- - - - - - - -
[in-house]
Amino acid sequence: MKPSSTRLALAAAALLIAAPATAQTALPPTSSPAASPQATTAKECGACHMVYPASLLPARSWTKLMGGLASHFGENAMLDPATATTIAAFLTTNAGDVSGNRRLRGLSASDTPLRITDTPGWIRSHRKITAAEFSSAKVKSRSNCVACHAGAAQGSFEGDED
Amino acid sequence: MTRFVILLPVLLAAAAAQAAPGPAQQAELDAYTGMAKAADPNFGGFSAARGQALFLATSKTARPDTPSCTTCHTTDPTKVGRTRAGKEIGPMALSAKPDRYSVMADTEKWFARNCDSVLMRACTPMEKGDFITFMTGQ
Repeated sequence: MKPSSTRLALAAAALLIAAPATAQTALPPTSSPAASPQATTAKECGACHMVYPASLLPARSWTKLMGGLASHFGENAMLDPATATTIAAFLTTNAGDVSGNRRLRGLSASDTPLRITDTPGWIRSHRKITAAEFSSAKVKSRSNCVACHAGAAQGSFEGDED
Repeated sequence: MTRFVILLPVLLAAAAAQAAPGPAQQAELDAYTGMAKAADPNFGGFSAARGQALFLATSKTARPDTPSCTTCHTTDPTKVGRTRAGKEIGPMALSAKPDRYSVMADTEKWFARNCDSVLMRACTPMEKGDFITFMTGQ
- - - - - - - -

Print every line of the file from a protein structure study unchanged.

[in-house]
Amino acid sequence: MKPSSTRLALAAAALLIAAPATAQTALPPTSSPAASPQATTAKECGACHMVYPASLLPARSWTKLMGGLASHFGENAMLDPATATTIAAFLTTNAGDVSGNRRLRGLSASDTPLRITDTPGWIRSHRKITAAEFSSAKVKSRSNCVACHAGAAQGSFEGDED
Amino acid sequence: MTRFVILLPVLLAAAAAQAAPGPAQQAELDAYTGMAKAADPNFGGFSAARGQALFLATSKTARPDTPSCTTCHTTDPTKVGRTRAGKEIGPMALSAKPDRYSVMADTEKWFARNCDSVLMRACTPMEKGDFITFMTGQ
Repeated sequence: MKPSSTRLALAAAALLIAAPATAQTALPPTSSPAASPQATTAKECGACHMVYPASLLPARSWTKLMGGLASHFGENAMLDPATATTIAAFLTTNAGDVSGNRRLRGLSASDTPLRITDTPGWIRSHRKITAAEFSSAKVKSRSNCVACHAGAAQGSFEGDED
Repeated sequence: MTRFVILLPVLLAAAAAQAAPGPAQQAELDAYTGMAKAADPNFGGFSAARGQALFLATSKTARPDTPSCTTCHTTDPTKVGRTRAGKEIGPMALSAKPDRYSVMADTEKWFARNCDSVLMRACTPMEKGDFITFMTGQ